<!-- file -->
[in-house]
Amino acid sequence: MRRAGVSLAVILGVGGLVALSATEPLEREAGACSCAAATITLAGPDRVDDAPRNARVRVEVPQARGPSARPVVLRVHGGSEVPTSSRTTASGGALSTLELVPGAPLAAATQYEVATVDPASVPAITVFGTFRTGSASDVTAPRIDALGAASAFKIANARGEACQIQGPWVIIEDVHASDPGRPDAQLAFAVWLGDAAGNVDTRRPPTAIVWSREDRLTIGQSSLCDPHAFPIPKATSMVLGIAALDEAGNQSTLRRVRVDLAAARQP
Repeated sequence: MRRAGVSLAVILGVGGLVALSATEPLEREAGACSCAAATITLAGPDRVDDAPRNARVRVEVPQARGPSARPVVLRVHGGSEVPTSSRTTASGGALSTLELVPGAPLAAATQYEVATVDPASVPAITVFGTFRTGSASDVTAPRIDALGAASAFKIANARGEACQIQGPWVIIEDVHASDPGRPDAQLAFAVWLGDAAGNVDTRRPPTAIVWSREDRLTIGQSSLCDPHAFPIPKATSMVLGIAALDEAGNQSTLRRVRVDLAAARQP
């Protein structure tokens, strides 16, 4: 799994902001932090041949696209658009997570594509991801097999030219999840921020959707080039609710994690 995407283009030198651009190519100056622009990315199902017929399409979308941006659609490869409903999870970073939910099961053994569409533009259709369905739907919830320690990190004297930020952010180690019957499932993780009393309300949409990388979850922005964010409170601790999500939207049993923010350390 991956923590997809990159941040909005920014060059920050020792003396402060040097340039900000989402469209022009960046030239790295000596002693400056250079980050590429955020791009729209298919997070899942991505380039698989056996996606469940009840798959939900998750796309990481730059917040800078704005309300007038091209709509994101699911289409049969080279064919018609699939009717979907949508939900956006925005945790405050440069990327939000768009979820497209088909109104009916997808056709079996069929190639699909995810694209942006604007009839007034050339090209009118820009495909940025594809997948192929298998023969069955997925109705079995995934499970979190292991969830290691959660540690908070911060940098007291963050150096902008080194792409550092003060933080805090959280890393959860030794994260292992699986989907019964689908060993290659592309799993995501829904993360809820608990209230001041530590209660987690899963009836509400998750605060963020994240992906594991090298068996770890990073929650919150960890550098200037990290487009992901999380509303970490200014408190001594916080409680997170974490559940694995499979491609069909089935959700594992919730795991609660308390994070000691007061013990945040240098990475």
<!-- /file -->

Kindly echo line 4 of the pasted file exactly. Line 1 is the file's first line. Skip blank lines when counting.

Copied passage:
């Protein structure tokens, strides 16, 4: 799994902001932090041949696209658009997570594509991801097999030219999840921020959707080039609710994690 995407283009030198651009190519100056622009990315199902017929399409979308941006659609490869409903999870970073939910099961053994569409533009259709369905739907919830320690990190004297930020952010180690019957499932993780009393309300949409990388979850922005964010409170601790999500939207049993923010350390 991956923590997809990159941040909005920014060059920050020792003396402060040097340039900000989402469209022009960046030239790295000596002693400056250079980050590429955020791009729209298919997070899942991505380039698989056996996606469940009840798959939900998750796309990481730059917040800078704005309300007038091209709509994101699911289409049969080279064919018609699939009717979907949508939900956006925005945790405050440069990327939000768009979820497209088909109104009916997808056709079996069929190639699909995810694209942006604007009839007034050339090209009118820009495909940025594809997948192929298998023969069955997925109705079995995934499970979190292991969830290691959660540690908070911060940098007291963050150096902008080194792409550092003060933080805090959280890393959860030794994260292992699986989907019964689908060993290659592309799993995501829904993360809820608990209230001041530590209660987690899963009836509400998750605060963020994240992906594991090298068996770890990073929650919150960890550098200037990290487009992901999380509303970490200014408190001594916080409680997170974490559940694995499979491609069909089935959700594992919730795991609660308390994070000691007061013990945040240098990475």